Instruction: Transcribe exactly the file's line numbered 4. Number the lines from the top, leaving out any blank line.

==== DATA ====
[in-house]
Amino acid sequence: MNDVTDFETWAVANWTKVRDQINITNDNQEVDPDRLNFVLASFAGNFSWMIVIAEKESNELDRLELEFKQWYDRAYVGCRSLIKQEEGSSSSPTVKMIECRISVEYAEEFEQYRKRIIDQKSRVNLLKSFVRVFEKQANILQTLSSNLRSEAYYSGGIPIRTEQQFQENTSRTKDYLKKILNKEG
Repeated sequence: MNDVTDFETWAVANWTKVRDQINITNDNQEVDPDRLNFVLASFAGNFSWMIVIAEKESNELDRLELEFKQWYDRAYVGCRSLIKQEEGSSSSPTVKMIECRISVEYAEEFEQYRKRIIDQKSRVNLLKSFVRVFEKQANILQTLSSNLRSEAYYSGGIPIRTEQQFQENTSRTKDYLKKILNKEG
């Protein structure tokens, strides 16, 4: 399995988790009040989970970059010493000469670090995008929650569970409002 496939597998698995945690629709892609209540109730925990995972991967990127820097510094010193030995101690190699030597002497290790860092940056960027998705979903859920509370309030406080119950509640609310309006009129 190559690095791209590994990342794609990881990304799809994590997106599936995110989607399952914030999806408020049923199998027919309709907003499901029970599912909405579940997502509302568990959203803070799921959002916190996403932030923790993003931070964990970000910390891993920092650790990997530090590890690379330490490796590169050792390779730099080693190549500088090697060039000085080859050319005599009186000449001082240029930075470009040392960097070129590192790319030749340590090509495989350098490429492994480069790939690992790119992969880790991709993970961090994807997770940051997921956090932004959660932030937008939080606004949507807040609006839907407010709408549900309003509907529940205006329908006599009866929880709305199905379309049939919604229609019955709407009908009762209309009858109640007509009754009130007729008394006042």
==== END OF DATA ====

């Protein structure tokens, strides 16, 4: 399995988790009040989970970059010493000469670090995008929650569970409002 496939597998698995945690629709892609209540109730925990995972991967990127820097510094010193030995101690190699030597002497290790860092940056960027998705979903859920509370309030406080119950509640609310309006009129 190559690095791209590994990342794609990881990304799809994590997106599936995110989607399952914030999806408020049923199998027919309709907003499901029970599912909405579940997502509302568990959203803070799921959002916190996403932030923790993003931070964990970000910390891993920092650790990997530090590890690379330490490796590169050792390779730099080693190549500088090697060039000085080859050319005599009186000449001082240029930075470009040392960097070129590192790319030749340590090509495989350098490429492994480069790939690992790119992969880790991709993970961090994807997770940051997921956090932004959660932030937008939080606004949507807040609006839907407010709408549900309003509907529940205006329908006599009866929880709305199905379309049939919604229609019955709407009908009762209309009858109640007509009754009130007729008394006042």